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(PHP 3, PHP 4 )

file -- Reads entire file into an array


array file ( string filename [, int use_include_path [, resource context]])

Identical to readfile(), except that file() returns the file in an array. Each element of the array corresponds to a line in the file, with the newline still attached. Upon failure, file() returns FALSE.

You can use the optional use_include_path parameter and set it to "1", if you want to search for the file in the include_path, too.

// Get a file into an array.  In this example we'll go through HTTP to get 
// the HTML source of a URL.
$lines = file ('');

// Loop through our array, show html source as html source; and line numbers too.
foreach ($lines as $line_num => $line) {
    echo "Line #<b>{$line_num}</b> : " . htmlspecialchars($line) . "<br>\n";

// Another example, let's get a web page into a string.  See also file_get_contents().
$html = implode ('', file (''));

Tip: You can use a URL as a filename with this function if the fopen wrappers have been enabled. See fopen() for more details on how to specify the filename and Appendix I for a list of supported URL protocols.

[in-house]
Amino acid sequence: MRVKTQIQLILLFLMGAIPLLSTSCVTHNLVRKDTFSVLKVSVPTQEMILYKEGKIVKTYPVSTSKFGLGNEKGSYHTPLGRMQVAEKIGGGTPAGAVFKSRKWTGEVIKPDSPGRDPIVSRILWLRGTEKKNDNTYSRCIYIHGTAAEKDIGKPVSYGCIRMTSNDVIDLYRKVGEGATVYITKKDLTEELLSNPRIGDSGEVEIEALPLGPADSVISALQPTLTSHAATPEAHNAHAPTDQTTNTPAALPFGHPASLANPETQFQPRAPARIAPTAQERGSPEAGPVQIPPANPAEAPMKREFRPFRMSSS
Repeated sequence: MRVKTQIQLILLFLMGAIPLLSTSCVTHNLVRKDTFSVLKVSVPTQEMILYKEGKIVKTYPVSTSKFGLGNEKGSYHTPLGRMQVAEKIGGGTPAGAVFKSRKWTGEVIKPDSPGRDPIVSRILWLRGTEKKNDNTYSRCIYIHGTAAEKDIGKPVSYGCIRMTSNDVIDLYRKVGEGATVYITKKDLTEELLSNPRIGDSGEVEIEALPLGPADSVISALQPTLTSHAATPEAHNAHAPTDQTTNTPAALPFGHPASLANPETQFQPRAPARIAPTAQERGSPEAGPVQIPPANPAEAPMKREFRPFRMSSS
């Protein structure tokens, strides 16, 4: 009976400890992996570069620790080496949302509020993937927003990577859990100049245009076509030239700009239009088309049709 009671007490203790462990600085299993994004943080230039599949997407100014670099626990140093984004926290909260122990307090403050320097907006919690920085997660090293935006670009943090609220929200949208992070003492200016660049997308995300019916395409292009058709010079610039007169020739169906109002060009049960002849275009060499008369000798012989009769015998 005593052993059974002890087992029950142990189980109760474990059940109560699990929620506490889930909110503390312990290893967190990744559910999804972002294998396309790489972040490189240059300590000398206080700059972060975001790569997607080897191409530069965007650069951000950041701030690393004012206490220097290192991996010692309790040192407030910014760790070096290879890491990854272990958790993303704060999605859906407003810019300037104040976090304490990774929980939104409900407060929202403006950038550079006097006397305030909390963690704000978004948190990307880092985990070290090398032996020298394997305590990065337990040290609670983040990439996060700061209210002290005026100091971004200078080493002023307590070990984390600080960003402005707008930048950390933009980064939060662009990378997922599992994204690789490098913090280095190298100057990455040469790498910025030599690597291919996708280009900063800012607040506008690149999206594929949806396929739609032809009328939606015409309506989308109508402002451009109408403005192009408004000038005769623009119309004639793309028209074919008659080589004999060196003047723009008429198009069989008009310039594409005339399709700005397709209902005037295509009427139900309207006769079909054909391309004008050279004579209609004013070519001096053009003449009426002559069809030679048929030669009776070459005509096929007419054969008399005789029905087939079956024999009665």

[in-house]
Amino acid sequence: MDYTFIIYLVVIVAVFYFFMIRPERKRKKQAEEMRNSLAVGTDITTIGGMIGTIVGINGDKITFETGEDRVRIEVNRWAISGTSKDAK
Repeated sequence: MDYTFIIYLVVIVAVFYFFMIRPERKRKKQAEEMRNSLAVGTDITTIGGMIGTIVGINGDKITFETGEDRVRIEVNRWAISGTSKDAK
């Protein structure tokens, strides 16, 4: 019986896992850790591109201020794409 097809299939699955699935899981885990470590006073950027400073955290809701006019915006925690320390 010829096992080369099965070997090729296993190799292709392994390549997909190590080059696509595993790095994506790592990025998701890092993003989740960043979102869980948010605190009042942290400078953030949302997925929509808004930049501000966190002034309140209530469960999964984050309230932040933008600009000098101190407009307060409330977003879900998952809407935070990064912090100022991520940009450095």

Note: Each line in the resulting array will include the line ending, so you still need to use trim() if you do not want the line ending present.

Note: If you are having problems with PHP not recognizing the line endings when reading files either on or created by a Macintosh computer, you might want to enable the auto_detect_line_endings run-time configuration option.

Note: As of PHP 4.3.0 you can use file_get_contents() to return the contents of a file as a string.

In PHP 4.3.0 file() became binary safe.

Note: Context support was added with PHP 5.0.0

See also readfile(), fopen(), fsockopen(), popen(), file_get_contents(), and include().

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